But answers to moral questions can never be about mere definitions of words. So, for the sake of argument, let's imagine that rape does continue way past the duration normally thought. As that sperm is attempting succeed in fertilization, hours after the initial act, the rape is continuing to occur. When does it end? It is possible, of course, that fertilization will occur and a baby will start to grow. That baby was not intended by the victim, nor is it morally required that she desire to have that baby. If we define a swimming sperm as the continuance of an attack, why not define a growing baby in the same way?
Or to look at it another way, suppose the baby were not a person but merely a tumor, starting to grow malignly. Surely in that case resisting that could justly be looked on as self-defense, made manifest as a result of the rape, whether we wish to say that the victim was still being raped or not.
Of course, I'm not suggesting that resisting that baby would be justified, nor does the USCCB suggest that. Indeed, it explicitly condemns abortion even after rape. The reason it condemns it is the correct one--that killing the baby, even as merely a means to achieving a permissible end (not wanting to have a child that one had no part in consenting to) is intrinsically evil.
So, there it is. Intrinsically evil. We can redefine rape as lasting nine months. We can call abortion after rape "self-defense" (and it perhaps would be self-defense, just not justified self-defense). But because killing the innocent baby would be intrinsically evil we cannot do it.
But for some reason the USCCB refuses to apply this logic to contraception.
Abortion and contraception are both intrinsically evil. If you want to say that one is more evil than the other (as virtually everyone would), that's fine. But they are both on precisely the same grounds when it comes to functioning as absolute side-constraints to our actions. We cannot intend to do them, either as ends themselves or as necessary means to achieve other ends, even if those ends are good ones.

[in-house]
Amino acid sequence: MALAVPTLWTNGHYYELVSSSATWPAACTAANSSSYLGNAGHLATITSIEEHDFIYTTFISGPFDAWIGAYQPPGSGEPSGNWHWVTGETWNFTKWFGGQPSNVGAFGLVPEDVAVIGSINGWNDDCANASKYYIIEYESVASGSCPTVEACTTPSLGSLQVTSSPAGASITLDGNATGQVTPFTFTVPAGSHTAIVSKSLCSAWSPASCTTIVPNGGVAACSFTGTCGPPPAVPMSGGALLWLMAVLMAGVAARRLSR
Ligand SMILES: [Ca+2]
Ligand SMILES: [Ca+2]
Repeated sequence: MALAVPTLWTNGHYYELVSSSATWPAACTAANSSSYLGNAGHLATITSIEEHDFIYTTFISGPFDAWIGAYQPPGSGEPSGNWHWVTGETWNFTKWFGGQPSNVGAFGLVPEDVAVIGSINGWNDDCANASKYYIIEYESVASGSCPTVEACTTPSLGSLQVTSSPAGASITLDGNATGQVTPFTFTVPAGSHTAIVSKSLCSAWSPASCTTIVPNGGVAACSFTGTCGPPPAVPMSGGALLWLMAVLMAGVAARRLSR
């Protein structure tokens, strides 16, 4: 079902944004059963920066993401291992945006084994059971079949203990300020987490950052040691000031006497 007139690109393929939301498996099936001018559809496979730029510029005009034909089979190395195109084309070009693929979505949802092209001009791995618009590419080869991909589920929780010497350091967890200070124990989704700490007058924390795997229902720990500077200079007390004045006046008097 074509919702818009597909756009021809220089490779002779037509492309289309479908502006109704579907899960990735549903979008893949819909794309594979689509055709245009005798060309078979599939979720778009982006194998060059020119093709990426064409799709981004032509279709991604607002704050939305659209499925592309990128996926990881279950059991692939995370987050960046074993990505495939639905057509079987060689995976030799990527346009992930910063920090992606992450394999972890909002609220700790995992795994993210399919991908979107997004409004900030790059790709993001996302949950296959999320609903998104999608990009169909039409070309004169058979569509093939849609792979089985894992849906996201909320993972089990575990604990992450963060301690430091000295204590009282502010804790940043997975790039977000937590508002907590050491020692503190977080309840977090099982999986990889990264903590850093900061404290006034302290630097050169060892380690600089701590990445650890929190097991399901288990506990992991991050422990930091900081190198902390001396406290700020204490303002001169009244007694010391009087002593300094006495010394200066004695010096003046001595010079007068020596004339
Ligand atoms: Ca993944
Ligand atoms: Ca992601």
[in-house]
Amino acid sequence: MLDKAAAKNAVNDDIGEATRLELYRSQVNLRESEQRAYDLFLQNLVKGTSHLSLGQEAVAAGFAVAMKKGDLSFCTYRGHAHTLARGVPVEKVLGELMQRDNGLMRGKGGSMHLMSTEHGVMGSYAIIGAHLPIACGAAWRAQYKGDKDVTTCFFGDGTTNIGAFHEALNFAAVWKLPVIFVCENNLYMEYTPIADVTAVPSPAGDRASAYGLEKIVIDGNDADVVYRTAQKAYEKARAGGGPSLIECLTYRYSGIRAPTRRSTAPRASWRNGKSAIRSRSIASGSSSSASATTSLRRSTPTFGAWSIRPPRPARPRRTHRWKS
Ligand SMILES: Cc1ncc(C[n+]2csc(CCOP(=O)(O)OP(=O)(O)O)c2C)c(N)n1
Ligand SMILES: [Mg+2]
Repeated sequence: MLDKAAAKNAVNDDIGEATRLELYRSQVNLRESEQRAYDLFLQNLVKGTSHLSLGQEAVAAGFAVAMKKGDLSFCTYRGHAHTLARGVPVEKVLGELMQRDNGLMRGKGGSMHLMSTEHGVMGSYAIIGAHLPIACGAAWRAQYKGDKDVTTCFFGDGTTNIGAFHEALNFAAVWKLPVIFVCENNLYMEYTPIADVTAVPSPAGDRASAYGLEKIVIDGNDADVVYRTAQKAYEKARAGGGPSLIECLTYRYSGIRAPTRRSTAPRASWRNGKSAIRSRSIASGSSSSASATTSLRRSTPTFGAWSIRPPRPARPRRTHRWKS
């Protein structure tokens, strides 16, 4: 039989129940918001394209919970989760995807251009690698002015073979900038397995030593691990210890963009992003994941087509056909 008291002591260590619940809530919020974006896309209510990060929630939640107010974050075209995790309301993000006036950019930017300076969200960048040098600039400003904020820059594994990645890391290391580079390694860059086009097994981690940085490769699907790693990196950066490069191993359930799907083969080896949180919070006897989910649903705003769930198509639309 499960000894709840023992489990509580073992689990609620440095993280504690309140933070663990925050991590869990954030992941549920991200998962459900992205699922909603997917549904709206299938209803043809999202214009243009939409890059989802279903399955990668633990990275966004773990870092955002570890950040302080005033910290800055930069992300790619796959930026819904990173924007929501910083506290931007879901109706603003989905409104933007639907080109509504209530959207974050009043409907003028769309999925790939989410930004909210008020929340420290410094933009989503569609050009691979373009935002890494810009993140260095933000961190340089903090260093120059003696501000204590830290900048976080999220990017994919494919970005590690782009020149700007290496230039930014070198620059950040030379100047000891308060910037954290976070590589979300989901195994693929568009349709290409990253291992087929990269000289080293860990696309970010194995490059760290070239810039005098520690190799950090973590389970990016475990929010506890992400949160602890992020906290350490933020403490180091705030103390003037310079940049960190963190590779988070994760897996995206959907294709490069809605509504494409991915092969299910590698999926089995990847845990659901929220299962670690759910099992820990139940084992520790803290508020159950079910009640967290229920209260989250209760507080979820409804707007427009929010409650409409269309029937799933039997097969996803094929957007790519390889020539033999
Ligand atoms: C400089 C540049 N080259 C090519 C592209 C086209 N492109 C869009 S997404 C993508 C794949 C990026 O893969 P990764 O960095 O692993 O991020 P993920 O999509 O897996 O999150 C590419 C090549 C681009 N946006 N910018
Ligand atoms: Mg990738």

Redefining words or concepts--rape as a two-day process--is one way to cheat this logic, but as I have tried to show, even that fails.
Why is all this important? The question of contraception after rape is not just a remote sort of case. If one adds "date rape" into the mix, this sort of issue is no doubt dealt with virtually every day. Though actual rape is horrific and it may seem unfeeling to ask a rape victim to refrain from doing anything that she believes will help her, it is still wrong to compound things by introducing further evil into the situation.
Equally importantly, the history of ethics in general and Christian and Catholic ethics in particular, show that these sorts of moral "exceptions" have the tendency to eventually undermine the entire moral structure. That's certainly why some defend and advance them. They hate the Church's teachings on sexual morality but they know they cannot, at least at the moment, attack those teachings directly. So they float these sorts of arguments.
Others are perfectly faithful and sincere and have merely been convinced on the not completely unreasonable grounds that important Catholic people or groups such as the USCCB have endorsed them. And of course, some faithful Catholics are convinced by their own sincerely made arguments. Their arguments are nevertheless unsound. That's not a criticism per se. It happens.
But it's still dangerous.
The Belgian Congo nun case was a thought experiment floated by three Catholic theologians sixty-five years ago. They were explicit in claiming that their argument could not and would not be used to justify contraception within marriage. (Whether or not they were sincere in this I have no idea.) Two weeks ago they were proved wrong.
By a pope.